Some suppliers offer filters they say take more soot and other contaminants out of the oil to help it last longer. However, contaminants and soot are only one piece of the puzzle when it comes to oil protecting your engine.
"Removing a smaller solid piece of particulate does not change the rate at which the oil oxidates or the [additive] depletion rate," says Paul Bandoly, manager of technical services and customer training at Wix Filters. "Contaminant control is important for engine wear but not necessarily for oil life."
Engine oils are formulated with a complex balance of chemicals that perform functions such as neutralizing acids and preventing oxidation.
Let your oil go too long without changing, and those additives break down. When this happens, not only is the oil not doing as good a job of protecting, cooling and cleaning your engine, but you also may see filter plugging. If you overuse the oil to the point that the additive package drops out and forms sludge, Baldwin Filters says in a technical bulletin, it can plug not only filters but also engine passages.
That's why some filters aimed at extended drain intervals "re-additize" the oil, replenishing the protective chemicals. However, this practice is frowned on by some.
"Engine oils must go through a costly and extensive testing protocol to meet API licensing approvals," says Mark Betner, heavy-duty lubricants manager at Citgo. Those API classifications set chemical limits that are important for exhaust emission compatibility and overall performance. "How does adding additional additives along the way impact the formula and/or change the original formula?"
Too much additive of one type, say detergents or dispersants, can create unwanted consequences. "Adding more of this product raises ask level, which can shorten the life of the diesel particulate filter," says Chevron's Gambill.
Brad Williamson, manager of engine and component marketing at Daimler Trucks North America, says filters with need-release additives typically address only depletion of TBN (the acid-neutralizing chemicals and a key limiter to engine oil life). He says most don't help with additives that address other areas of degradation, such as oxidation and nitration.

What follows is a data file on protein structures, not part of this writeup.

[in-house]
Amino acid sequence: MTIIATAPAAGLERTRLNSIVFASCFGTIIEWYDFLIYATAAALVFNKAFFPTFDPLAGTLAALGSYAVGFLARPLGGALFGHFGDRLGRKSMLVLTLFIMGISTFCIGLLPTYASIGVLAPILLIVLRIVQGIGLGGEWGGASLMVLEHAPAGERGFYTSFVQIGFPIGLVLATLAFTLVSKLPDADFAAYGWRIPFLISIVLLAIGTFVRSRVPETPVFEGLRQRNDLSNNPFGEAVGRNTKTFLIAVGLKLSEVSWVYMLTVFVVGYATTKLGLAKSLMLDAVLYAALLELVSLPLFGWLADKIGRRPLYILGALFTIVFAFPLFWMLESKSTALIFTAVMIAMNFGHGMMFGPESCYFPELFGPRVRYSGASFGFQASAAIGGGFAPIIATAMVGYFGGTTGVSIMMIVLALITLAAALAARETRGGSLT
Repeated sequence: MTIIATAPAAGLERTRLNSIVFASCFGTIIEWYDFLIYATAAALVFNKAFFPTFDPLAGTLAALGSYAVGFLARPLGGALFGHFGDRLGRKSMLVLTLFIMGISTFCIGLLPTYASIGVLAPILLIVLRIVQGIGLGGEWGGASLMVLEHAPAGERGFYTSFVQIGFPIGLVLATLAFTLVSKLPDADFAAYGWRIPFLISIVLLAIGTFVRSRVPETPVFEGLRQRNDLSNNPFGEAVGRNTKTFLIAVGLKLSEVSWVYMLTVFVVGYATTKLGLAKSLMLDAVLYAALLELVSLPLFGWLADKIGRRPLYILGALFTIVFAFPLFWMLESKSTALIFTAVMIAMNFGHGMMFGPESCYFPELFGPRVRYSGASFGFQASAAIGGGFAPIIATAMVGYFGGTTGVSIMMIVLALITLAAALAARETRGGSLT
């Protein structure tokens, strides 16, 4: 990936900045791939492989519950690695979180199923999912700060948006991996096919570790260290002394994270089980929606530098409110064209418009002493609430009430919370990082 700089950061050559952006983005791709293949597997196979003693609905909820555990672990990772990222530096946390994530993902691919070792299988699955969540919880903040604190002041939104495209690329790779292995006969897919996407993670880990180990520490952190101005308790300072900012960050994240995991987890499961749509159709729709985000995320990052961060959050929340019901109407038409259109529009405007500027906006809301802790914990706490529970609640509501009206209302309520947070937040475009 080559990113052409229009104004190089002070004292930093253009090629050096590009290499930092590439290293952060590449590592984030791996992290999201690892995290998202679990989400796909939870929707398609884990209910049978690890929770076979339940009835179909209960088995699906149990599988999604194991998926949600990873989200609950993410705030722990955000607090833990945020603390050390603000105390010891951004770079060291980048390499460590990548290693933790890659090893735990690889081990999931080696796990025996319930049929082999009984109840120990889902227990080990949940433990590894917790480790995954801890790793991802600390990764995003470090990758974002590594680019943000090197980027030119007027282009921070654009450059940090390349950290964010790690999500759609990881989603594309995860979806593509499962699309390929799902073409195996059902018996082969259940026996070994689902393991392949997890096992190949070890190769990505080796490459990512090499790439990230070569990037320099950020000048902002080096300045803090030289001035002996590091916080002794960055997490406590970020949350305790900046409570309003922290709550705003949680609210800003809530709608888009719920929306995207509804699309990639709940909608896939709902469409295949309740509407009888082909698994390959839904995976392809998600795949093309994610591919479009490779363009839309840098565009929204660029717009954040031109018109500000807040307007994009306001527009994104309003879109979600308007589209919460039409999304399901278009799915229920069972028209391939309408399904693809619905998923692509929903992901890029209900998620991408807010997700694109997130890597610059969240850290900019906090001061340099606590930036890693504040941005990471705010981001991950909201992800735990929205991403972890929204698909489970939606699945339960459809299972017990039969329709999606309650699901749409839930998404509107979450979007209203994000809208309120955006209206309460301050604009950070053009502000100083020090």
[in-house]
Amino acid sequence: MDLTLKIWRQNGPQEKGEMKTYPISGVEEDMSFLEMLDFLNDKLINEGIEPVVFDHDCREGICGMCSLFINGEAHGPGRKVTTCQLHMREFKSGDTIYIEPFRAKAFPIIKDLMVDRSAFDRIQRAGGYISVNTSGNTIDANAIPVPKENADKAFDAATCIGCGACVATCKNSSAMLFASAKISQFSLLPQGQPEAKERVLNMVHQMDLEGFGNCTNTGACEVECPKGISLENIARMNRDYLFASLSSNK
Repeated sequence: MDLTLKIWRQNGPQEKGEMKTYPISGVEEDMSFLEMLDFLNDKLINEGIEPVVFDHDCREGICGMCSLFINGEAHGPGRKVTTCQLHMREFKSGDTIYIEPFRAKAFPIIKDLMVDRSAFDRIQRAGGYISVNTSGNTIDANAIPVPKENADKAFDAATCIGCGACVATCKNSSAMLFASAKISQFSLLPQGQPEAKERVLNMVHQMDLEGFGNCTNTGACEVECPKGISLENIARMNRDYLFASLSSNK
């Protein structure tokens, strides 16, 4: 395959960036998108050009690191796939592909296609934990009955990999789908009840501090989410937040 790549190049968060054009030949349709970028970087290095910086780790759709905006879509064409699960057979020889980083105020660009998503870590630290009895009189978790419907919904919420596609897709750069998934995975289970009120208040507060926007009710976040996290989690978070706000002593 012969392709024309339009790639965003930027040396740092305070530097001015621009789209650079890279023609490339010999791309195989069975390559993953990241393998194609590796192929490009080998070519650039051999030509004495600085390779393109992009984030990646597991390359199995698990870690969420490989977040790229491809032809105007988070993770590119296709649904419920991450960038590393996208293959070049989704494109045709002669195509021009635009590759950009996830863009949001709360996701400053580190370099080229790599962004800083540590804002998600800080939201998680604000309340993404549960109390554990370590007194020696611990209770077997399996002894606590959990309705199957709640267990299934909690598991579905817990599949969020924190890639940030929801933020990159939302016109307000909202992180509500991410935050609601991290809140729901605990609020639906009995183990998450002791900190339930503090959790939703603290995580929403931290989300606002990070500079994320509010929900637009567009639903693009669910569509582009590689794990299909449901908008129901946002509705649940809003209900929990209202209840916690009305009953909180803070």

Dave McKenna, director of Mack powertrain sales, says his company has tested some additized filters with mixed results. "Some positive, some with little effect," he says.
"We agree with the oil companies that you don't want to dump additives into the oil willy-nilly," says Kevin Kroger, president of bypass filter maker Puradyn. He contends that some systems dump additives into the oil too quickly. "The release of additives into the oil has to be precise." His company, he says, has developed a way to release those additives more slowly.
At least one maker of a bypass system that additizes the oil says its product can only be used in pre-EPA 2007 engines. Newer engines require oil meeting API's CJ-4 standards; they feature lower ash and other changes needed to work with diesel particulate filters.
If you choose to use a filtration system that introduces fresh additives into the oil, make sure it's designed to work with the oil specification you're using, and check with your engine manufacturer representative.
One recent introduction to the market tackles the extended-drain and additive question differently. Wix says its EcoLast filter can double oil drain intervals because a chemical structure within its synthetic media sequesters the acid from the oil and traps it in the filter. It's not adding any chemicals but simply helping the oil's own additives last longer. Again, keep in mind that acid control is not the only factor. Oil analysis is a must to keep an eye on the additive levels with any extended-drain program.Bypass filters
Makers of aftermarket supplemental filtration systems say they can extend your oil drain intervals and potentially extend engine life by super-filtering the oil. Opinions on these vary widely. In general, it appears that severe-duty applications are more likely to benefit from bypass filtration than typical on-highway